Only the very prescient, or at least the very readable, can get away with publishing political essays years after they were first written, thus forfeiting both the advantages of immediacy and the comfortable wisdom of the long lens. Perry Anderson, the venerable New Left Review chronicler of modern Europe, has the self-confidence to risk it. The New Old World is a survey, culled from previously published essays, of the foundations of the European Union (as well as its erratic development) and a look at some of its leading players - though not, alas, Britain, which Anderson dismisses as a land "whose history since the fall of Thatcher has been of little moment".
Tush, tush. He may not be especially interested in, let alone approving of, the modified Thatcherite settlement that has governed the UK for the past couple of decades. It does, however, seem a bit perverse to leave the country out of the reckoning entirely while according France, Germany and Italy serious study.
The first half of this hefty tome offers a magisterial view of the evolution of the European Union from the perspective of an informed outsider. Anderson is also a master of invective, and he is scathing about the EU's tendency to combine grand gestures with unreadiness for action when the chips are down. "The self-satisfaction of Europe's elites," he writes, "has become such that the Union is now widely presented as a paragon for the rest of the world, just as it becomes steadily less capable of winning the confidence of its citizens."
There follows a wonderful deconstruction of the mirage of pan-European power structures: "A customs union with a quasi-executive without any machinery to enforce its decisions, a quasi-legislature . . . shielded from national oversight and a supreme court that acts as if it were the guardian of a constitution that does not exist." This is an account usually associated with Tory Euroscepticism. Anderson, it seems, has more in common with Daniel Hannan than the Europhiles of New Labour.
As a leading left-wing intellectual, he is nonetheless disapproving of free-market liberalism and suggests that the real purpose of the EU is to distract Europeans from deeper questions about their situation and interests. We are left in the dark, however, about what sort of institutions he would deem more satisfactory than the ones we are muddling along with.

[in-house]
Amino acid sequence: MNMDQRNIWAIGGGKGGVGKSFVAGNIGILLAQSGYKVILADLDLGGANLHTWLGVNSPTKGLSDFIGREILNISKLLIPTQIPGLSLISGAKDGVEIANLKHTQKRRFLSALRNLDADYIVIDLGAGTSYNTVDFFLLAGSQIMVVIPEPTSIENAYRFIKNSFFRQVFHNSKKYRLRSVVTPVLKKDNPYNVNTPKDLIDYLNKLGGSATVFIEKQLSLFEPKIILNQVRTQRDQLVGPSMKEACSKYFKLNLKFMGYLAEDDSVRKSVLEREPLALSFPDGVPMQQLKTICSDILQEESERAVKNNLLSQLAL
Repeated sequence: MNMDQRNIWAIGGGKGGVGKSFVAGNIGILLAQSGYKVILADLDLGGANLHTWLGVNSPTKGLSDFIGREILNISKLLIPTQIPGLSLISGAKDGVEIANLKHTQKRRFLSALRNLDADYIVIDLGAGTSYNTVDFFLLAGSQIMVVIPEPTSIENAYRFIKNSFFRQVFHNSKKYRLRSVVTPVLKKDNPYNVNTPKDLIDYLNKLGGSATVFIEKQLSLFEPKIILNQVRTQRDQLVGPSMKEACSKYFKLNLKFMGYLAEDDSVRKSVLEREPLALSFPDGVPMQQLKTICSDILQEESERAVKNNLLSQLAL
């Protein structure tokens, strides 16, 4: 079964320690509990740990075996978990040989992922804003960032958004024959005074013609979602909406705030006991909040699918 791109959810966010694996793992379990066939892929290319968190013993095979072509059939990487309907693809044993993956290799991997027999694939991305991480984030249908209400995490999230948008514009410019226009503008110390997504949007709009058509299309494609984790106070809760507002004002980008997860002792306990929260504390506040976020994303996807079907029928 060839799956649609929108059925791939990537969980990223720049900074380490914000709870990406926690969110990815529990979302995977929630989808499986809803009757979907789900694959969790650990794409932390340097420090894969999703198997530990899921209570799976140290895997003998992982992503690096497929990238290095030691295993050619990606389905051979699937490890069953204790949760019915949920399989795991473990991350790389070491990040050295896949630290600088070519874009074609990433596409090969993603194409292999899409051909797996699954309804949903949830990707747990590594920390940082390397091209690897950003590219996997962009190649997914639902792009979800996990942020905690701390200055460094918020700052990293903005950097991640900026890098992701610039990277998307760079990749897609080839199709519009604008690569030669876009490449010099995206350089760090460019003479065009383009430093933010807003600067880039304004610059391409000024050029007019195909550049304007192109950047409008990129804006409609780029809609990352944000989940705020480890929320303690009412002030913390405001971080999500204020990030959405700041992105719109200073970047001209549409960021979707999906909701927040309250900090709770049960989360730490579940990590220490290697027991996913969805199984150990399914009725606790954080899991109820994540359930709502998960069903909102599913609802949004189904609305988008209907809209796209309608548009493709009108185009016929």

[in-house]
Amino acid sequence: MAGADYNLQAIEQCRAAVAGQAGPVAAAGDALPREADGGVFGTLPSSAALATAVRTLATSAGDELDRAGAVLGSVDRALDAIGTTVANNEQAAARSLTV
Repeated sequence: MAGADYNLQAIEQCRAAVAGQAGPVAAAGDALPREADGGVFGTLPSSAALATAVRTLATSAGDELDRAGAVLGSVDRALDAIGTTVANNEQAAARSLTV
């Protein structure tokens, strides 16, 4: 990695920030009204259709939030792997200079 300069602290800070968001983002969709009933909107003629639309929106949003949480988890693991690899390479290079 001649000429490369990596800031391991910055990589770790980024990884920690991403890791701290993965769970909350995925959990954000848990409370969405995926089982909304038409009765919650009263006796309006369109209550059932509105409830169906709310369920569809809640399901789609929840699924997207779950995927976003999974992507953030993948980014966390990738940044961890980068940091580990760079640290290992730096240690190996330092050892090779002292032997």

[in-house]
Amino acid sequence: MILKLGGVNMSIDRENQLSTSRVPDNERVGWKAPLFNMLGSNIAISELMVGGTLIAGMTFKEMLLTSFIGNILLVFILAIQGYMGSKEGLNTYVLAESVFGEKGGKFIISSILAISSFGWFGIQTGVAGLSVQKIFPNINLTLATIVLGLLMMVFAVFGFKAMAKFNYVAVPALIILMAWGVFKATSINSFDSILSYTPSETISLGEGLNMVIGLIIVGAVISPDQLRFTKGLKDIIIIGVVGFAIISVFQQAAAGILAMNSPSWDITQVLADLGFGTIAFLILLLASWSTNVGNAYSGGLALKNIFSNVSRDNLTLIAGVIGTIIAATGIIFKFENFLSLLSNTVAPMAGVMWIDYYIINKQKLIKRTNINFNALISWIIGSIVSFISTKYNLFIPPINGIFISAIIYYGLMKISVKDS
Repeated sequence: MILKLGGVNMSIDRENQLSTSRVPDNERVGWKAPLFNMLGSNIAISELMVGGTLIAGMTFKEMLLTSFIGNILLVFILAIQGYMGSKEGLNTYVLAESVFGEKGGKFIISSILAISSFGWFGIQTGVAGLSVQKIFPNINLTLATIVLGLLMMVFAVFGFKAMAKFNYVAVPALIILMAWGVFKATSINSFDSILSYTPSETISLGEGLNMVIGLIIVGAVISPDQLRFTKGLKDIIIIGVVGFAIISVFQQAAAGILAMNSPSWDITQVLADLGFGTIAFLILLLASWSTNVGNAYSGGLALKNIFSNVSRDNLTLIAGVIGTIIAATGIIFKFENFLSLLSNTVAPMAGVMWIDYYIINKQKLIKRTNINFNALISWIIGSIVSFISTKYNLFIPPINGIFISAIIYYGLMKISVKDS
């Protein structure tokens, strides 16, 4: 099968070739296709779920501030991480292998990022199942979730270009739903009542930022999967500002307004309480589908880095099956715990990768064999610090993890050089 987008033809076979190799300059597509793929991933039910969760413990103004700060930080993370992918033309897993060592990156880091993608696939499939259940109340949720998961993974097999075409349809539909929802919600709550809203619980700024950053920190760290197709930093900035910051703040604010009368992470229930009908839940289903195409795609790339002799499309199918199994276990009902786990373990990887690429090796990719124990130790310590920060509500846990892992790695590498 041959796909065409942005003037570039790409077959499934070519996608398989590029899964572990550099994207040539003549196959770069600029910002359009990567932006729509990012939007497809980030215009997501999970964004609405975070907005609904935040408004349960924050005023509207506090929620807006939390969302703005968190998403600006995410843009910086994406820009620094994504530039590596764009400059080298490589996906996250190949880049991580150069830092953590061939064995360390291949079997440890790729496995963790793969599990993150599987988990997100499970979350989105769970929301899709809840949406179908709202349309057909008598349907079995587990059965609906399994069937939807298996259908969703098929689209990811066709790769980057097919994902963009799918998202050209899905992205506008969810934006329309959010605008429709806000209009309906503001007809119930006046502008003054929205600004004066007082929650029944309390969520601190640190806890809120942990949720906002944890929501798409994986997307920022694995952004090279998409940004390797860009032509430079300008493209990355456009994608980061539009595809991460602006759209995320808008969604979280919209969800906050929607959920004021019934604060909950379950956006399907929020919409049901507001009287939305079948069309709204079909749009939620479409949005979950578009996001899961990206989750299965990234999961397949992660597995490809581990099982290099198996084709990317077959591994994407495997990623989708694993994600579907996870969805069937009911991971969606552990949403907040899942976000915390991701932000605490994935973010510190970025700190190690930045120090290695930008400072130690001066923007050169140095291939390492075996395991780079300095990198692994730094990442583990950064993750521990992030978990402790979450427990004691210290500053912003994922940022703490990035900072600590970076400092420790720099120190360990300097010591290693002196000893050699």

The post-cold war trajectory of European power also gets short shrift - subservience to the United States in the war on terror is pungently observed. And yet, Anderson's central contention that Europe is not all it cracks up to be already seems dated. The new era of EU self-belief that blossomed immediately after the Berlin Wall fell was short-lived, curtailed by its shameful inability to stop bloodshed in the Balkans.
This isn't a book with an argument to inspire or enrage. Anderson is essentially an essayist, not a polemicist. His strength is portraits of individuals, such as Jean Monnet, the homme mystérieux whose vision inspired the institutions of today's Europe. Monnet was "an international adventurer on a grand scale" who, when not cornering Canadian brandy markets or fixing railroad loans in Shanghai, dreamt up the pooling of international sovereignty as the answer to the potential threat posed by over-mighty nation states. Monnet, Anderson notes tartly, was "a stranger to the democratic process", and was so good at pulling international strings that he got the Kremlin to sort out his Italian lover's permission to remarry.
Chapters follow on selected member states. France is the subject of a mordant treatise on the shabbiness of its political culture, which, in the author's view, is not much better than Berlusconi's Italy. About Germany, Anderson is grudgingly admiring of Helmut Kohl for achieving unification, but chides Kohl's Social Democratic successor, Gerhard Schröder, for his attempt to reduce unemployment in the East by expanding low-wage jobs.
The breadth of Anderson's scope leads to no small variation in quality. The chapter on Italy, for instance, is barely comprehensible to readers who do not consume the woes of the Italian left, and its many acronyms, for breakfast. Yet it all just about hangs together because he is a fluent stylist with an instinct for the oddities of European politics. He observes with mischievous glee the "ideological whirligig" French election of 2002, when the march of Jean-Marie Le Pen caused such hysteria that the left transferred its vote to Jacques Chirac. And he offers dark warnings, too, about Turkey and the troublesome question of whether Europe and the EU are, or should be, contiguous.
The idea of the EU as separate from and superior to the rough-and-tumble of the democracies has become a hallmark of the Union's development. These essays ask whether this is the point of it all: the appearance of a grand project, beneath which the nation states continue to pursue their interests. The EU as grand but harmless illusion? Maybe that's as good as it gets.
The New Old World
Verso, 592pp, £24.99
Anne McElvoy is political columnist of the London Evening Standard